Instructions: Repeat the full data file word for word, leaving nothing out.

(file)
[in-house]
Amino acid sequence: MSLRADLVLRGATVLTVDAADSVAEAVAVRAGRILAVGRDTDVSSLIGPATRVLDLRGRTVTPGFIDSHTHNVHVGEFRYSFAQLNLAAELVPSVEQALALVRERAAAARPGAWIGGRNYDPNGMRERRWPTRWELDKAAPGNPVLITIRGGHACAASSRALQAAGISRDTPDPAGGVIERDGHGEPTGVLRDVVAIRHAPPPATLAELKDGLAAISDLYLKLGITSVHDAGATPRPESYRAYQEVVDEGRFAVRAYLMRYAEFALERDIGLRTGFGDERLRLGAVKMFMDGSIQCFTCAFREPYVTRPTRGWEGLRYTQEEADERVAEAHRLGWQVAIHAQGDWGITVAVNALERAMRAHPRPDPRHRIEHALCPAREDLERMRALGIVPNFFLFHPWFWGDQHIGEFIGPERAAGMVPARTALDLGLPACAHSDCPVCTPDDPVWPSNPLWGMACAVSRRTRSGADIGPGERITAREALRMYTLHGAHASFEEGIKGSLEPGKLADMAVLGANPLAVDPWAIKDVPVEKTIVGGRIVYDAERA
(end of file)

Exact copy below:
[in-house]
Amino acid sequence: MSLRADLVLRGATVLTVDAADSVAEAVAVRAGRILAVGRDTDVSSLIGPATRVLDLRGRTVTPGFIDSHTHNVHVGEFRYSFAQLNLAAELVPSVEQALALVRERAAAARPGAWIGGRNYDPNGMRERRWPTRWELDKAAPGNPVLITIRGGHACAASSRALQAAGISRDTPDPAGGVIERDGHGEPTGVLRDVVAIRHAPPPATLAELKDGLAAISDLYLKLGITSVHDAGATPRPESYRAYQEVVDEGRFAVRAYLMRYAEFALERDIGLRTGFGDERLRLGAVKMFMDGSIQCFTCAFREPYVTRPTRGWEGLRYTQEEADERVAEAHRLGWQVAIHAQGDWGITVAVNALERAMRAHPRPDPRHRIEHALCPAREDLERMRALGIVPNFFLFHPWFWGDQHIGEFIGPERAAGMVPARTALDLGLPACAHSDCPVCTPDDPVWPSNPLWGMACAVSRRTRSGADIGPGERITAREALRMYTLHGAHASFEEGIKGSLEPGKLADMAVLGANPLAVDPWAIKDVPVEKTIVGGRIVYDAERA